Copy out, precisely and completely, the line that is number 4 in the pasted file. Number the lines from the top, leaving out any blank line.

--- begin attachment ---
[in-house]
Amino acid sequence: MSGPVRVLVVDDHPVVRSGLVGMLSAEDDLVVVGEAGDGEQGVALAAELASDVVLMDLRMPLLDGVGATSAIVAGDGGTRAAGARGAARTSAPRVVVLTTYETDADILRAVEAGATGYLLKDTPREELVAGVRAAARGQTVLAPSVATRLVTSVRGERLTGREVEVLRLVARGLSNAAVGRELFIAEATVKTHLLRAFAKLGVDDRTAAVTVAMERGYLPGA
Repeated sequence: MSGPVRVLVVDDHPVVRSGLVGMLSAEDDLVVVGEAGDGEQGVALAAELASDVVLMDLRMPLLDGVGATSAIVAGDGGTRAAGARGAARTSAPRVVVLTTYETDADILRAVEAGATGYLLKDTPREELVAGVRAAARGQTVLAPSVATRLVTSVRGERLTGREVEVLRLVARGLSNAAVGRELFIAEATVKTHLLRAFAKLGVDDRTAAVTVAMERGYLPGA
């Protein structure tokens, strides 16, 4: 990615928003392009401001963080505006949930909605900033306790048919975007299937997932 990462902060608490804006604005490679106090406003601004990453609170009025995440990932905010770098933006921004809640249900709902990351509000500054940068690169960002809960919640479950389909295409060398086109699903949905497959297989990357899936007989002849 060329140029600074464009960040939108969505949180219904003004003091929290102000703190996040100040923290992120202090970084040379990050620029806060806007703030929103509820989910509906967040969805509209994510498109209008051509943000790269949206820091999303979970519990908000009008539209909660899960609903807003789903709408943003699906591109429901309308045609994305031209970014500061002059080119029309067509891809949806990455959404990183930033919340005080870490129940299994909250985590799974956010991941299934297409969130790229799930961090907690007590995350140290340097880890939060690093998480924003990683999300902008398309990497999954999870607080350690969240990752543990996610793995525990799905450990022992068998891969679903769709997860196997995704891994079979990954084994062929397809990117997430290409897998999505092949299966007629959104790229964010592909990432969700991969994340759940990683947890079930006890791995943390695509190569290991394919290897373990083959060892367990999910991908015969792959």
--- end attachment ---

């Protein structure tokens, strides 16, 4: 990615928003392009401001963080505006949930909605900033306790048919975007299937997932 990462902060608490804006604005490679106090406003601004990453609170009025995440990932905010770098933006921004809640249900709902990351509000500054940068690169960002809960919640479950389909295409060398086109699903949905497959297989990357899936007989002849 060329140029600074464009960040939108969505949180219904003004003091929290102000703190996040100040923290992120202090970084040379990050620029806060806007703030929103509820989910509906967040969805509209994510498109209008051509943000790269949206820091999303979970519990908000009008539209909660899960609903807003789903709408943003699906591109429901309308045609994305031209970014500061002059080119029309067509891809949806990455959404990183930033919340005080870490129940299994909250985590799974956010991941299934297409969130790229799930961090907690007590995350140290340097880890939060690093998480924003990683999300902008398309990497999954999870607080350690969240990752543990996610793995525990799905450990022992068998891969679903769709997860196997995704891994079979990954084994062929397809990117997430290409897998999505092949299966007629959104790229964010592909990432969700991969994340759940990683947890079930006890791995943390695509190569290991394919290897373990083959060892367990999910991908015969792959």